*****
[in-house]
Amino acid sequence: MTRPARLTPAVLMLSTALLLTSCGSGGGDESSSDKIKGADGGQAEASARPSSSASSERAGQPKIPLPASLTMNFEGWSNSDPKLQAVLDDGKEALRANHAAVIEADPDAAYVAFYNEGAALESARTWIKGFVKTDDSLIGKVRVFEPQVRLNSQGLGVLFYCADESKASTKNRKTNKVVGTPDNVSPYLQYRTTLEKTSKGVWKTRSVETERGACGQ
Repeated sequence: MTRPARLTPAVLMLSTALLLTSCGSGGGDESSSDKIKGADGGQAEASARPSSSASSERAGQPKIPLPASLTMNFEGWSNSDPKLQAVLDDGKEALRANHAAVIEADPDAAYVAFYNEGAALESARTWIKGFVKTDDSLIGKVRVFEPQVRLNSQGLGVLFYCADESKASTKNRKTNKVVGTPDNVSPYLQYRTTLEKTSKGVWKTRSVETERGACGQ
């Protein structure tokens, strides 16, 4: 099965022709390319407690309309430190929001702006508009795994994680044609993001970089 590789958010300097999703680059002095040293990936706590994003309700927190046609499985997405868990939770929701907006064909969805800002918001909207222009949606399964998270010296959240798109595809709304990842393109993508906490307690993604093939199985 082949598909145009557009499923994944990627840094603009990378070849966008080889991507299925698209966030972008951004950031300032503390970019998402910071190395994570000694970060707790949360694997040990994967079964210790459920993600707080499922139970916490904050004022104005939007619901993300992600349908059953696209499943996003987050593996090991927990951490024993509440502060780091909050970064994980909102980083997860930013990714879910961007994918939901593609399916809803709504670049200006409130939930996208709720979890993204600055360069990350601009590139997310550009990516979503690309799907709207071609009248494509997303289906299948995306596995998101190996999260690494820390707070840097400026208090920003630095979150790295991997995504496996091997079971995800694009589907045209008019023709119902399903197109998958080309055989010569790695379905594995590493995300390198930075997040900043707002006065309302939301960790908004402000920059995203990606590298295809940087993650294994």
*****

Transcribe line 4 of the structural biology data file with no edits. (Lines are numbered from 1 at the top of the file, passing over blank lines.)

């Protein structure tokens, strides 16, 4: 099965022709390319407690309309430190929001702006508009795994994680044609993001970089 590789958010300097999703680059002095040293990936706590994003309700927190046609499985997405868990939770929701907006064909969805800002918001909207222009949606399964998270010296959240798109595809709304990842393109993508906490307690993604093939199985 082949598909145009557009499923994944990627840094603009990378070849966008080889991507299925698209966030972008951004950031300032503390970019998402910071190395994570000694970060707790949360694997040990994967079964210790459920993600707080499922139970916490904050004022104005939007619901993300992600349908059953696209499943996003987050593996090991927990951490024993509440502060780091909050970064994980909102980083997860930013990714879910961007994918939901593609399916809803709504670049200006409130939930996208709720979890993204600055360069990350601009590139997310550009990516979503690309799907709207071609009248494509997303289906299948995306596995998101190996999260690494820390707070840097400026208090920003630095979150790295991997995504496996091997079971995800694009589907045209008019023709119902399903197109998958080309055989010569790695379905594995590493995300390198930075997040900043707002006065309302939301960790908004402000920059995203990606590298295809940087993650294994």